Thank you independent for providing us with this information.

Image courtesy of twitter.

Australia To Teach Coding From Primary School

Every day we use computers if we use them at our fingers or just by buying something from a store or driving down the road. Technology is a big part of everyone’s lives these days, and this has been recognised by many countries pushing for STEM subjects (Science Technology Engineering and Mathematics) to become a focus in many educations, the latest of which seems to be Australia.

As one of his last acts as Education Minister, Christopher Pyne has given the approval for a new national curriculum which will see subjects like History and Geography replaced with Coding. Australia is seeing a large push towards STEM subjects as its new Prime Minister Malcolm Turnbull pushes a focus on innovation and preparing the future generations for the jobs and economies of the future.

Pyne said in a statement that “high-quality school STEM education is critically important for Australia’s Productivity and economy well-being, both now and in the future”.

With big plans such as Summer Schools supporting and teaching STEM to underrepresented groups, the development of the maths curriculum and a new P-TECH style school which will bring together education and industry in hopes of further strengthening students futures in the job market.

Thank you Mashable for the information.

Image courtesy of Gizmondo.

US Wont Regulate Hacking Software – For Now

We all know about hackers. They’ve been in the news a lot in the last few years, from the Xbox and Sony Christmas Day hacks to the large databases of customer details being hacked on a nearly monthly basis. One hack was actually targeted on a hacking group, the Hacking Team and ended up with 400GB of their data being taken. This included everything from their hacking tools and the information required to use them to target companies and everyday users. After this, a small piece of legislation was developed and marketed to the US government, a piece of legislation which is now possibly going to be scrapped following concerns from pretty much everybody in the IT security industry.

The Department of Commerce first put the legislation forward and stated that the development and testing of exploits, zero-day and intrusion type software should not only be limited and controlled but also made illegal in some aspects. Say hello to the outcry from professionals who not only deal with writing but also stopping software like this from being used for malicious means, who even stated that not only would it limit and criminalise the research into nasty software, but also mean that all those nasty bugs and exploits that you don’t want people using, would be pushed onto the black market.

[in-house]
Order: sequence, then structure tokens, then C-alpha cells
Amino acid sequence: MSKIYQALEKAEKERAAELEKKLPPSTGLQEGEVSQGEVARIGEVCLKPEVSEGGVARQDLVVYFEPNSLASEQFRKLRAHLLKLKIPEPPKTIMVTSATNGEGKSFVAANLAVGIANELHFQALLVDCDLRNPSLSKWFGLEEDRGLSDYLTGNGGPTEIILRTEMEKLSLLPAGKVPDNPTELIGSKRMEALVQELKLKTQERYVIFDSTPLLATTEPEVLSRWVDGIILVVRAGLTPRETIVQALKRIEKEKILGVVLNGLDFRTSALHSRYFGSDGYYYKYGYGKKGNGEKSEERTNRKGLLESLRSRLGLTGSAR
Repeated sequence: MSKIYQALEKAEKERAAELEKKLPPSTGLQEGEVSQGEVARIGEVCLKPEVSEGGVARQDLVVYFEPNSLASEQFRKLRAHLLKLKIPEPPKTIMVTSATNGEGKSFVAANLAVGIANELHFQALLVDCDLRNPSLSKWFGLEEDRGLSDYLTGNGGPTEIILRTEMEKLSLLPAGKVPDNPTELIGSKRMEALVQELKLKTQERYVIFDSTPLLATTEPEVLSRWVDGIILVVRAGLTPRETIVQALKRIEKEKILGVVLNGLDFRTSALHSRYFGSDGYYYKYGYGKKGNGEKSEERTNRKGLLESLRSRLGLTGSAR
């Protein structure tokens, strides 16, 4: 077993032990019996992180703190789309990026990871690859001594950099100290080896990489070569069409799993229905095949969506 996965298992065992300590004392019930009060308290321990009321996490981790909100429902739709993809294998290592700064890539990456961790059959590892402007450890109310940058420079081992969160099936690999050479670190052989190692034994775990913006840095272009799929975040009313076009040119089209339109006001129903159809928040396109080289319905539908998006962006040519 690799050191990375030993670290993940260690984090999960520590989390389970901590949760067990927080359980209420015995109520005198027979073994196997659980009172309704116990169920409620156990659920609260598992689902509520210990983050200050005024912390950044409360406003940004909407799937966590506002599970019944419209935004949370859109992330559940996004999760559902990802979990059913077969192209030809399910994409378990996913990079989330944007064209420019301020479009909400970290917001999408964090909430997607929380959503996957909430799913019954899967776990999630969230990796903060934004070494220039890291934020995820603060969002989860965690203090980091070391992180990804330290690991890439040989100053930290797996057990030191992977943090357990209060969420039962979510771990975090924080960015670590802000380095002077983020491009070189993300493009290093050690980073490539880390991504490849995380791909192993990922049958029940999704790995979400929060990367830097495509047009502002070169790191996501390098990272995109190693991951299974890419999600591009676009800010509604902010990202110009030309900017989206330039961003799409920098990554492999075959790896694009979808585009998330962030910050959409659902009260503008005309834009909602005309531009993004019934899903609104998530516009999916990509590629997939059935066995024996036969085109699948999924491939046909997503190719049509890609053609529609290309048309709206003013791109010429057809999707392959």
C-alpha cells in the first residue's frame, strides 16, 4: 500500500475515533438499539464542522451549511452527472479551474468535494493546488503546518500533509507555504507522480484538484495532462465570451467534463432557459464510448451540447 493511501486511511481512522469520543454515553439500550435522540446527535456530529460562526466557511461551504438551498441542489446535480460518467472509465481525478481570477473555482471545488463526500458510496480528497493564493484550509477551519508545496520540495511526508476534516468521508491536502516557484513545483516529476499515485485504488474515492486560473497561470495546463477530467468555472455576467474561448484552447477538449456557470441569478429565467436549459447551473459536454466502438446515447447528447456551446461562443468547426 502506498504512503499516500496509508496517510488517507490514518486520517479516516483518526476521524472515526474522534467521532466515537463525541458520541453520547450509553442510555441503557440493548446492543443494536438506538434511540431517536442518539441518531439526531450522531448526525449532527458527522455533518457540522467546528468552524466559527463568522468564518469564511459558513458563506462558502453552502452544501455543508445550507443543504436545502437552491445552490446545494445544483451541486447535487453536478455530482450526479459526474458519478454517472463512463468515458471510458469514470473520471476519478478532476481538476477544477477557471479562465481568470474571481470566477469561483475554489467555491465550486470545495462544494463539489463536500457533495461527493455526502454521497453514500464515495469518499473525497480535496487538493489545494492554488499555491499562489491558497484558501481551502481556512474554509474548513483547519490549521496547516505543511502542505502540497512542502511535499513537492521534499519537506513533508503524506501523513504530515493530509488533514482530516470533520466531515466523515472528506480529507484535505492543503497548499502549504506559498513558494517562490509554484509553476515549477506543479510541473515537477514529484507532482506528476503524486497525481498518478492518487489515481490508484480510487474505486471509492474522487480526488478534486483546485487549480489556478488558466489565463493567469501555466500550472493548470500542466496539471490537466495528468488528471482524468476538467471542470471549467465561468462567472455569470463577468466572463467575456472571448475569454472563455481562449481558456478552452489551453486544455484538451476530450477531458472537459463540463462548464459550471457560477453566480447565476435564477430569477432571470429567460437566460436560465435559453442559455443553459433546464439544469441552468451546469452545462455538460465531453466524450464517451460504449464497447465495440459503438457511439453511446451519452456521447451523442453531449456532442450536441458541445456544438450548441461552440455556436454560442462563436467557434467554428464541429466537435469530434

While the department of commerce stated that “a second iteration of this regulation will be promulgated”, it’s clear that while they may not be able to get away with vague descriptions and tight control on security software, they will still attempt to get some form of control pushed regarding what they call “weaponised software”.

Thank you Reuters for providing us with this information.

Image courtesy of the Art of Add.

UK Banks Will Have Their Cyber Defenses Tested in Live Cyber War Games

Banks in the United Kingdom will have their network security tested over the next few months, as part of a live cyber war demonstration.

This will present banks and the UK government with better analysis of where the financial industry currently stands, with the threat of a major data breach frightening IT security experts. The Bank of England helped spearhead the project, while banks continue to have a close relationship with the GCHQ.

Here is what Stephen Bonner, KPMG cybersecurity team partner, recently noted:

“It’s the first time that banks are having their systems tested for security threats in a live environment as opposed to a simulated or isolated one.”

Global cybercrime ravages the economy, racking up £248 billion in costs each year, and the number is only climbing higher, the Center for Strategic and International Studies (CSIS) claims.

Here is what Paul Docherty, Portcullis Computer Security technical director, recently said regarding the tests:

“A defender has to block every possible route of entry and the attacker only has to find one. That’s the position the banks are still in, the world is so connected now they have to look in every direction to protect themselves.”

Following the successful data breach of JPMorgan Chase in the United States, cybersecurity experts in the UK have become alarmed about a similar breach in the UK. Although financial institutions tend to have better security defenses against data breaches, stealing money – and compromising bank customers – remains a lucrative goal for criminals.

Image courtesy of Phoneworld.com.pk